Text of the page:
In the media, the term Millennials is often used as a stand-in for “young people.” But, because Millennials are a generational group and not an age group, slowly but surely they get older. Mintel defines Millennials as adults born between 1977 and 1994 and, in 2018, this group is aged 24-41. This means that even the youngest Millennials have likely moved out of their parents’ house, graduated from college, and entered the working world. At the older end, Millennials in their 30s and early 40s are likely on the precipice of many milestone moments including buying a house, getting married, and having kids.

As Millennials start to face major life changes, they are reconsidering their purchase habits, giving marketers another opportunity to win them over.

In recent years Millennials have been the audience most coveted by marketers because they are a large generational cohort with a good amount of disposable income. Growing up in the digital age, they also have a unique set of characteristics that set them apart from previous generations, which makes them easier to identify and reach. Millennials may be aging out of the desirable 18-34 age demographic, but they are still a valuable segment to pursue. Luckily, as this group gets older and starts to face major life changes, they are likely reconsidering their purchase habits, giving marketers another opportunity to win them over.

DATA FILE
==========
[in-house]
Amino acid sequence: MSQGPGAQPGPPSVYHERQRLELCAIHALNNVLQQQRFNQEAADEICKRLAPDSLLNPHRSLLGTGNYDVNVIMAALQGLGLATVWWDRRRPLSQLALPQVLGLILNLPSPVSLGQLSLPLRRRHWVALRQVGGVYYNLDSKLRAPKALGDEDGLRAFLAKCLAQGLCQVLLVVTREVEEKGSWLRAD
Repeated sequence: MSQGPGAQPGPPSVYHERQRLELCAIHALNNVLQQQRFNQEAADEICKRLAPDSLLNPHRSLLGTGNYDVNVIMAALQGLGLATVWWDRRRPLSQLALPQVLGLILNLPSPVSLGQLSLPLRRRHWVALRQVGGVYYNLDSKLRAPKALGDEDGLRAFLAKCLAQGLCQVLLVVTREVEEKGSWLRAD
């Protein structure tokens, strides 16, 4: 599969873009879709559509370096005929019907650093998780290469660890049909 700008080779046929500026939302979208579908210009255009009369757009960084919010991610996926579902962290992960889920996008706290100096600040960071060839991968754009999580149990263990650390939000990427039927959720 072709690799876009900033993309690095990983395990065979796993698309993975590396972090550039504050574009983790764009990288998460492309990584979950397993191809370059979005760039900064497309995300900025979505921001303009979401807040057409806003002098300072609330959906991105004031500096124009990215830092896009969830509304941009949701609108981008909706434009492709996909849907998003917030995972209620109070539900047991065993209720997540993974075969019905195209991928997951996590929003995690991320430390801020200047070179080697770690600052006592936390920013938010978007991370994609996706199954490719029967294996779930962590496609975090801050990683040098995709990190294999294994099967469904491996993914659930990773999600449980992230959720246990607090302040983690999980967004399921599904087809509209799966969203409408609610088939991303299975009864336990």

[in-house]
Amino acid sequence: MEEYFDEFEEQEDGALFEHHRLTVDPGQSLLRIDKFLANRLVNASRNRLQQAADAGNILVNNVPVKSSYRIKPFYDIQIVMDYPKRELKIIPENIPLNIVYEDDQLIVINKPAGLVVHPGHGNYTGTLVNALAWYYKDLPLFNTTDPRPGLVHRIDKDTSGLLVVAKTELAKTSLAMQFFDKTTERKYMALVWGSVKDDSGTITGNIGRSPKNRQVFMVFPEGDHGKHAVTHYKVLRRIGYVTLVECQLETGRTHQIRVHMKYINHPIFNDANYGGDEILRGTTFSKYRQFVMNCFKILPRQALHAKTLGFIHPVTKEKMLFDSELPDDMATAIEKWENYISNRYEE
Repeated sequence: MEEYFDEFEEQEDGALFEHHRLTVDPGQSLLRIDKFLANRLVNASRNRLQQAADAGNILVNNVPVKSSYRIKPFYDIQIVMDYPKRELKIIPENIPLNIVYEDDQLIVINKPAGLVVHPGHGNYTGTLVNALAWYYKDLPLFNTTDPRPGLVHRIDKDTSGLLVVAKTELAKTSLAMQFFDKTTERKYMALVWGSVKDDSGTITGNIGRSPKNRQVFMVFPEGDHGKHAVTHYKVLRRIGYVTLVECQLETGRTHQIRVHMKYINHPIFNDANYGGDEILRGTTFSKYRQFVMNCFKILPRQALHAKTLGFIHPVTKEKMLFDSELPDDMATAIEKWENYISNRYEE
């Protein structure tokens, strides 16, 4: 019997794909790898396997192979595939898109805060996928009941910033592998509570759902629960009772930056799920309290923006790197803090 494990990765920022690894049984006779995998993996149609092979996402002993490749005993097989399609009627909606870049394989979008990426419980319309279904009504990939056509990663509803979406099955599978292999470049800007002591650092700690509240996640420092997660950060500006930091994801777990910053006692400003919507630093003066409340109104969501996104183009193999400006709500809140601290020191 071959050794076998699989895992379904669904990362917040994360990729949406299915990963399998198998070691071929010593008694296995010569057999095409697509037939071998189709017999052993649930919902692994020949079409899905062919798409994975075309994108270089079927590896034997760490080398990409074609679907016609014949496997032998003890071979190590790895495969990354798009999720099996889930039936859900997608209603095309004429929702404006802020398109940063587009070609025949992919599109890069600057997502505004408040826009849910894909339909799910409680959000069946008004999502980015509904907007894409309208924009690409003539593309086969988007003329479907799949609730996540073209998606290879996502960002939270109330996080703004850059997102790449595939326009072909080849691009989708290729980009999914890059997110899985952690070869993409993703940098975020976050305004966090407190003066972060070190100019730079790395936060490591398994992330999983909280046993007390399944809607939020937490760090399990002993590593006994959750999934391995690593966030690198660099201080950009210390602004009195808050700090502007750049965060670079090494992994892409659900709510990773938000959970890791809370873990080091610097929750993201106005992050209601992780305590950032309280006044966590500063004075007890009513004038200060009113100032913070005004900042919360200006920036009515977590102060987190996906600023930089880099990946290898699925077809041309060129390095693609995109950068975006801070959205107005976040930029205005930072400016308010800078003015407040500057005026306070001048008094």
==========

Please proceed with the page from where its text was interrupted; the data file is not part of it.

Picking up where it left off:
Our research on marketing to US Millennials shows that they are more progressive than previous generations, more likely to believe that concepts like racial diversity and non-traditional families have a positive impact on society. Additionally, Millennials are more open to new ways of doing things, more willing to experiment with grocery delivery, streaming services, and the gig economy.

The question marketers are asking now is, how will these trends play out as Millennials get older?

It is unlikely that Millennials will change course as they age, in fact it is more probable that Millennials will double down on some of the characteristics they’re known for. As social norms shift, Millennials will probably become even more open to diversity in the US in terms of race, sexual orientation, and lifestyle. They will also continue to embrace business innovation, particularly if it makes their lives more convenient. Millennial parents will be turning to solutions from digital assistants and apps, to the gig economy, as more demands are put on their time and money.

As Millennials age, they are still a desirable target. However, their disposable income will start getting absorbed by essentials such as mortgage payments and child care bills. With this, Millennials are becoming more price sensitive, seeking out true value, and not just novelty when it comes to product purchases. As Millennials age another year, now is the time for marketers to recalibrate their approach to this group with these things in mind.

Dana Macke is an Associate Director, Mintel Reports, Lifestyles & Leisure. Dana incorporates her background in strategic marketing to deliver actionable insights on a wide range of lifestyle and leisure topics.